(Journal for the Scientific Study of Religion, 350 Main St., Malden, MA 02148)
05: Close to half of all Americans believe Muslims pose a national threat and support restricting Muslims civil rights and monitoring their places of worship, according to a new survey.
The survey, conducted by Cornell University professor James Shanahan, confirmed past studies showing growing rates of suspicion about Islam among Americans, although the 44 percent reported favoring civil rights restrictions for Muslims is unusually high. The poll of 715 people also revealed that 27 percent wanted Muslim citizens to register their location with the government and 26 percent believe mosques should be “closely monitored” by federal law enforcement agencies.
Republicans and those describing themselves as highly religious were strongly in favor of curtailing Muslims’ civil liberties compared to Democrats or people who were less religious. The highly religious were also more likely to view Islam as encouraging violence (65 percent) and describe Islamic countries as fanatical (61 percent), reports the website Islam Online.
06: Confirming anecdotal evidence that American converts to Eastern Orthodoxy are more conservative than cradle members of the faith is a new survey of Orthodox seminarians.
The survey of seminarians at three Eastern Orthodox seminaries (one Greek Orthodox seminary and two schools of the non-ethnic Orthodox Church in America) found that converts took more conservative positions on such issues as the authority of bishops, opposition to ecumenical worship and religiously mixed marriage.
Sociologist Alexey D. Krindatch, who conducted the survey, also found that converts generally come from more wealthy families and are more likely to have higher levels of education than seminarians born into the faith, according to the Christian Century (December 28). Cradle Orthodox seminarians were also more pessimistic than converts that the Orthodox churches will remain “strangers” to American society.
(Christian Century, 407 S. Dearborn St., Chicago, IL 60605)
07: The Salvation Army has returned to its long-time first ranking among the nation’s 400 most successful fund-raising organizations, according to an annual listing by the Chronicle of Philanthropy.
The Salvation Army had dropped to second place last year. Contributions to the nation’s top fundraising groups increased by 2.3 percent in 2003. This increase was viewed as a sign of recovery from 2002, when organizations on the chronicle’s list saw a drop in contributions of 1.2 percent. Of the 17 organizations selected as “religious groups,” 10 of them were in the top 200, including Campus Crusade for Christ (23), Lutheran Social Services (5), and the Christian Broadcasting Network (98).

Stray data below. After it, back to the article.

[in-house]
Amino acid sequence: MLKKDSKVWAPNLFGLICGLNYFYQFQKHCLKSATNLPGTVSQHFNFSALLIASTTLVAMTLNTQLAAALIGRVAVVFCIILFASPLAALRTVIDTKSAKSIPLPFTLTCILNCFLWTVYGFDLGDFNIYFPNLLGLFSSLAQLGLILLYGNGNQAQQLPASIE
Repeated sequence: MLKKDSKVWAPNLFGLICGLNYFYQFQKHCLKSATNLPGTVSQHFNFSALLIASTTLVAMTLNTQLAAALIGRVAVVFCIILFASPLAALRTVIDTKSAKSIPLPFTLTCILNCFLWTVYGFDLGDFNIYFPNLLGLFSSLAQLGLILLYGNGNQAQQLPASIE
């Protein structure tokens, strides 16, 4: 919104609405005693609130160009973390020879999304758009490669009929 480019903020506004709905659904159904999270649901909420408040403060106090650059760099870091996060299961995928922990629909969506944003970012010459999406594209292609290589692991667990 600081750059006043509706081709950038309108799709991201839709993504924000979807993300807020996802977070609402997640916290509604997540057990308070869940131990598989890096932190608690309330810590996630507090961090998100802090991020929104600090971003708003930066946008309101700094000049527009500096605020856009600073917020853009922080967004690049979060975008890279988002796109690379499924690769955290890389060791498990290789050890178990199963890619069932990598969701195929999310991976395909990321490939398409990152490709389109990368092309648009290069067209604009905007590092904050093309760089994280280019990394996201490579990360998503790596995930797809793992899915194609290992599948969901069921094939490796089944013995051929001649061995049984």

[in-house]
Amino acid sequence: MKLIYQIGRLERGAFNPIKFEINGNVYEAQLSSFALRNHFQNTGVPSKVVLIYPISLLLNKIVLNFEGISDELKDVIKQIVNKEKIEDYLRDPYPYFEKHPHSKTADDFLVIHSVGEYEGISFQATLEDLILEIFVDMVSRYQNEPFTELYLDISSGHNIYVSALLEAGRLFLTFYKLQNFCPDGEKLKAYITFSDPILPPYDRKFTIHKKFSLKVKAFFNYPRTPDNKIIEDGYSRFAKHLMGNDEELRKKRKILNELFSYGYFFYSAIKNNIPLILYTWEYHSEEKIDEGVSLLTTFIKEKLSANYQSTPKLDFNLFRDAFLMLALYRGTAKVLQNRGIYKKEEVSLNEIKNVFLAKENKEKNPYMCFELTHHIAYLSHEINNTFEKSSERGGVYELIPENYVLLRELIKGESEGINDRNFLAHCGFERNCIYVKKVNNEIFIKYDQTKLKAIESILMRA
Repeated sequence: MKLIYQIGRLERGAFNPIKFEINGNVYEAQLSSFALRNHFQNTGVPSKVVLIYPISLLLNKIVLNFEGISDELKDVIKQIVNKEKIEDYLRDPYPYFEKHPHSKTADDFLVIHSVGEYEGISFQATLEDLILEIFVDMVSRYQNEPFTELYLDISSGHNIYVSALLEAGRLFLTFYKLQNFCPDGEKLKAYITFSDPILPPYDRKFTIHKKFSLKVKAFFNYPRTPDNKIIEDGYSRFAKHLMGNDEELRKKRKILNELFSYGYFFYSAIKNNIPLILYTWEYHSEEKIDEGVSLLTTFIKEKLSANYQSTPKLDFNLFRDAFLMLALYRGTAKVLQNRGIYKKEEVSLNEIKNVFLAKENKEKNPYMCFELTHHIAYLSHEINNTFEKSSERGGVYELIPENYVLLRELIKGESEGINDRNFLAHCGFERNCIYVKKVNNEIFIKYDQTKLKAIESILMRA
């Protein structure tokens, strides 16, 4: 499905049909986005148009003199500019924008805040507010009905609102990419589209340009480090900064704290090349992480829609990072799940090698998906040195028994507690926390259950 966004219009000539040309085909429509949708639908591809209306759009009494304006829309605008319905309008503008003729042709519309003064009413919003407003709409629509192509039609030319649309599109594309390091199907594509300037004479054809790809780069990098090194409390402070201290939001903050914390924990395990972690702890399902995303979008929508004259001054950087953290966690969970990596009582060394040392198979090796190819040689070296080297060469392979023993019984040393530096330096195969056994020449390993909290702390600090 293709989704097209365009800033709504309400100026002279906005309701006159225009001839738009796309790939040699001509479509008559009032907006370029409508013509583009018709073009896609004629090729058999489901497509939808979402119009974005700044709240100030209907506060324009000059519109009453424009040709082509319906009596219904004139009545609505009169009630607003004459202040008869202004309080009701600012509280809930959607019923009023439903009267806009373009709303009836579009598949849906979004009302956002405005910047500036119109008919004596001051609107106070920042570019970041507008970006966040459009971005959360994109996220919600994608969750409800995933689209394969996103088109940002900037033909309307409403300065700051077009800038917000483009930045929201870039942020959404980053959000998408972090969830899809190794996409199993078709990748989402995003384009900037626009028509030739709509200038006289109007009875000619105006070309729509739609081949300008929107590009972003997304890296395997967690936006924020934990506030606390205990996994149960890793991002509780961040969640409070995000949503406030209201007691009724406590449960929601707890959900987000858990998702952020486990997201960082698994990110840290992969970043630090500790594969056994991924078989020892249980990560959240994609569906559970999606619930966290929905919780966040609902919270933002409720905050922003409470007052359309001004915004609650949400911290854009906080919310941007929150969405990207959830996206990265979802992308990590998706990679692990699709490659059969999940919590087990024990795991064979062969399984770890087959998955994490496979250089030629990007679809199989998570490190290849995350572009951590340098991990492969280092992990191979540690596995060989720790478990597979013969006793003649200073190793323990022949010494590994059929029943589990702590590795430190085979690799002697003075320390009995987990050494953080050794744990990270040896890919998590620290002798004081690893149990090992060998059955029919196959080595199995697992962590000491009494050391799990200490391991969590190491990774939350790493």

08: In England and Wales, 151,000 people belonged to religious groups which do not fall into any of the main religions. The largest of these are Spiritualists (32,000) and Pagans (31,000), followed by Jain (15,000), Wicca (7,000), Rastafarian (5,000), Bahà’ì (5,000) and Zoroastrian (4,000).
Those are some of the results of the 2001 census, which continue to be published with increasing details by the National Statistics (http://www.statistics.gov.uk). A look at results per area pointed to the South-East “as the capital of fringe faiths and sects, with London and the South-West not far behind”, writes religion correspondent Jonathan Petre in The Telegraph (December 14). Among Spiritualists and Wiccans, two-thirds are women.
The statistics also show that people from Jewish, Hindu, Buddhist, Muslim and Sikh backgrounds are concentrated in London and other large urban areas, while Christians and people with no religion are more evenly dispersed. Only 58 percent of the population of London describe themselves as Christian, while the total percentage of self-described Christians for Great Britain is 71.8 percent (people with no religion 15.1 percent, religion not stated 7.8 percent).
Younger people increasingly describe themselves as having no religion: 23 percent of those between the ages of 16 to 34 claim to have no religion, compared with only 5 percent of people aged 65 and over.
Demographics also play a role in an emerging new balance between religious traditions. The Muslim population is the youngest: 34 percent of Muslims in Great Britain are under 16 years of age. They are followed by Sikhs (25 percent) and Hindus (21 percent). On the other hand, unemployment rates are higher among Muslims than those for people of any other religion.
In 2003-2004, 14 percent of Muslims were unemployed, but only 4 percent of Christians. Moreover, Muslims have the largest households: an average of 3.8 people. They have also the lowest qualifications among all religious groups: in 2003-2004, 31 percent of Muslims of working age had no qualifications. In summary, disaffiliation (people with no religion are the second largest group) and diversification (increasing presence of non Christian religions) seem to be the two major trends currently ongoing in religious Britain.
— By Jean-Francois Mayer